- 30 is being added to 10*log10(k.T) for converting it from dBW to dBm.

**Calculating the SNR-per-Hz of Uplink**

(C/N_{o})_{ Up} =(terminal TX EIRP)_{ dBm} – 10*log10 (terminal CH. BW) – (FSPL)_{dB} – (Atmospheric Loss)_{ dB} + (Satellite Antenna Gain)_{ dBi} – 10*log10(k.T) – 30

We can rewrite above equation as:

(C/N_{o})_{ Up} =(terminal TX EIRP)_{ dBm} – 10*log10 (terminal CH. BW) – (FSPL)_{dB} – (Atmospheric Loss)_{ dB} + (Satellite Antenna Gain)_{ dBi} – [10*log10(k) + 10*log10(T) + 30 ]

Subtracting the terminal channel bandwidth from the full terminal EIRP gives the terminal transmit power in 1-Hz bandwidth. Subtracting the FSPL and atmospheric attenuation, and then adding the Satellite Receive Antenna Gain provides the power at the input of satellite receiving system (also in a 1 Hz BW).

[10*log10(k) + 10*log10(T) + 30] provides the input noise power (in dBm) for the satellite receiver, where T is the noise temperature of the receiving system including antenna , RF chain and LNB – it accounts for the antenna noise as well as the input-referred noise contribution by the rest of the receiver . Finally, subtracting input noise floor (per Hz) of the receiver from the input carrier power (per Hz) produces the overall input signal-to-noise ratio in a 1 Hz BW.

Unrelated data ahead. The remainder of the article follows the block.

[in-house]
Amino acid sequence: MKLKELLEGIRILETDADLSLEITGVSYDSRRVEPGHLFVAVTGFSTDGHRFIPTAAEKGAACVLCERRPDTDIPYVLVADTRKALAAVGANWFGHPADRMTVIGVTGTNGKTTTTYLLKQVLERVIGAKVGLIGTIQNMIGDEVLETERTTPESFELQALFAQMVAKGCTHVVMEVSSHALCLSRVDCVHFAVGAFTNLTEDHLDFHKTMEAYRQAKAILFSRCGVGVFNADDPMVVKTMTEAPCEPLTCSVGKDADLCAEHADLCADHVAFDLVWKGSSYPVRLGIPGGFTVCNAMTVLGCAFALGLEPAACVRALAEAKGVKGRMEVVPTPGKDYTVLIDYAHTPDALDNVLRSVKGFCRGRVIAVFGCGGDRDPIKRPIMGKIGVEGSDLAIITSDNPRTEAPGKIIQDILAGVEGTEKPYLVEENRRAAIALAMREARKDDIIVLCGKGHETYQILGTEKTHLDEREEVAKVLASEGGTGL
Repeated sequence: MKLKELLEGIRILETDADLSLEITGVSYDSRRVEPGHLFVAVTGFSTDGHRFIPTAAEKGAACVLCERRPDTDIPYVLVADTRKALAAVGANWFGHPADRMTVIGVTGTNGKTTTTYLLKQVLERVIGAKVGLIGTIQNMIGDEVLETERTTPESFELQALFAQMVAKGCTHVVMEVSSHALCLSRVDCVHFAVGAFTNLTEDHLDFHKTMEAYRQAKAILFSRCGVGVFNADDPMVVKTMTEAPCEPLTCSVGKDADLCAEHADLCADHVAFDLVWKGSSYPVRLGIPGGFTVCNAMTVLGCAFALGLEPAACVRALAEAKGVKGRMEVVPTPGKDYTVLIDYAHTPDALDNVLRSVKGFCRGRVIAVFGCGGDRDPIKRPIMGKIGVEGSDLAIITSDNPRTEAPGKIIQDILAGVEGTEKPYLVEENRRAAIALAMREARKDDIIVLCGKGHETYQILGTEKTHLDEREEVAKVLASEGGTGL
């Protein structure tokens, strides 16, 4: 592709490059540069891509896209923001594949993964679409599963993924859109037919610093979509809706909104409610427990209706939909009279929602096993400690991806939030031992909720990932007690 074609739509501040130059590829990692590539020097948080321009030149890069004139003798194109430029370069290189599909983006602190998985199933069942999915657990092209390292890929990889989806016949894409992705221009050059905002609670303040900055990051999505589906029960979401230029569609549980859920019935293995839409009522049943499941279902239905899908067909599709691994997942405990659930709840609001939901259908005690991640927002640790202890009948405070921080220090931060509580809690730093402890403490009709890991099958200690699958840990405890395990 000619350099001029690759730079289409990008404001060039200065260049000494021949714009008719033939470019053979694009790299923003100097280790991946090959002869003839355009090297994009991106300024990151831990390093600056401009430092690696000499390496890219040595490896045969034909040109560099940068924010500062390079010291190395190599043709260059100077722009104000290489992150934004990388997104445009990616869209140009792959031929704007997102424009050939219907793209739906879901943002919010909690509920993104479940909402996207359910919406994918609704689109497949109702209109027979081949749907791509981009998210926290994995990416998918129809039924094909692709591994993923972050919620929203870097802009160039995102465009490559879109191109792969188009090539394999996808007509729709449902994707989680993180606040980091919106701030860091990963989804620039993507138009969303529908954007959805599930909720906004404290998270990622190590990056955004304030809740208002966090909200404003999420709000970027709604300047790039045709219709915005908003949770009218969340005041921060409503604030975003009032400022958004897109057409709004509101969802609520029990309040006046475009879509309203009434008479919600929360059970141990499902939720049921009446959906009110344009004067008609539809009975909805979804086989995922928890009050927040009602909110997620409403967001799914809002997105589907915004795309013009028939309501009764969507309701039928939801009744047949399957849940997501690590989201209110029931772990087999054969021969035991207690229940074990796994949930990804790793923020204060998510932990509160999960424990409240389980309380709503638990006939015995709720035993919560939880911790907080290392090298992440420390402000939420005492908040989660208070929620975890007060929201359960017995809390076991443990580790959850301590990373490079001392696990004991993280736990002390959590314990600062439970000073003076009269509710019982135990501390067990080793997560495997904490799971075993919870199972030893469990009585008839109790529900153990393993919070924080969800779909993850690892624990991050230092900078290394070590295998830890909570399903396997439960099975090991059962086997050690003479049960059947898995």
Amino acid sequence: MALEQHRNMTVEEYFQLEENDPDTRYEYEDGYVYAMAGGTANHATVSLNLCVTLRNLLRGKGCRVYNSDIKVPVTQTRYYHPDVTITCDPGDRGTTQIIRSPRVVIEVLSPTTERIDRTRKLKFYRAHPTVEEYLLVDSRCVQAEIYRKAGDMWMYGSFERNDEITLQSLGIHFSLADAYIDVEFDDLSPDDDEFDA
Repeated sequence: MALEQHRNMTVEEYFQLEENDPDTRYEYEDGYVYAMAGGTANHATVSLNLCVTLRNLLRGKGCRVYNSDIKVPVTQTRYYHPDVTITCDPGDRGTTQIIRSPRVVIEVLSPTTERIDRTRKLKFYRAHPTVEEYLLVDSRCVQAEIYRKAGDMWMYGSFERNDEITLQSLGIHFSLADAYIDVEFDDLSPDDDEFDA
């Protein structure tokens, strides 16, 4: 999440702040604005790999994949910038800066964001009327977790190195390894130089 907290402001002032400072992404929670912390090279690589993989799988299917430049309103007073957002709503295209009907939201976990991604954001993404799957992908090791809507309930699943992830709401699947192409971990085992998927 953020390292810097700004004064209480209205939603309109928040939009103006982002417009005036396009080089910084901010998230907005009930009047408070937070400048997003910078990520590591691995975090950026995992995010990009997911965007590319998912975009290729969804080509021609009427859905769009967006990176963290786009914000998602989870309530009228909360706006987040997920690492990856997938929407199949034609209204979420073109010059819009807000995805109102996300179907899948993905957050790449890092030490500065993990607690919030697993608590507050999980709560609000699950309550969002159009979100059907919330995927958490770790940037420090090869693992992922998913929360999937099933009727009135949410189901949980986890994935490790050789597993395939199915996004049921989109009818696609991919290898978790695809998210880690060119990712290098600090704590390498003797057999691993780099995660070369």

Next, we can lump satellite Gain and noise-temperature parameters into a single entity called as satellite Receiver G/T. Finally, the uplink SNR equation takes the form as follows:

**(C/N _{o})_{ Up}** = (terminal TX EIRP)

_{ dBm}– 10*log10 (terminal CH. BW) – (FSPL)

_{dB}– (Atmospheric Loss)

_{ dB}+ (Satellite G/T)

_{ dB/K}– 10*log10(k) – 30

- Where, (Satellite G/T)
_{ dB/K}= (Terminal Antenna Gain)_{ dBi }– 10*log10(T) - (terminal TX EIRP)
_{ dBm }= terminal operating power (dBm) + terminal antenna Gain (dBi) - terminal operating power (dBm) = It is usually the maximum power for terminal TX linear operation (output P1dB of the terminal transmitter).

It can be observed that increasing terminal TX EIRP (terminal TX output P1dB and terminal Gain) improves the Uplink SNR.

*Learn more about this topic by taking the complete course ‘**RF System Design of Receivers, Transmitters & Transceivers – RAHRF409’**. Watch the course videos for more detailed understanding. Also checkout other courses on RF system and IC design on **https://rahsoft.com/courses/**. **Rahsoft also provides a certificate on Radio Frequency. All the courses offer step by step approach.*

*Learn more about this topic by taking the complete course ‘*

*RF System Design of Receivers, Transmitters & Transceivers – RAHRF409’*

*. Watch the course videos for more detailed understanding. Also checkout other courses on RF system and IC design on*

*https://rahsoft.com/courses/*

*.*

*Rahsoft also provides a certificate on Radio Frequency. All the courses offer step by step approach.*

Tag:Link Budget, SATCOM, Uplink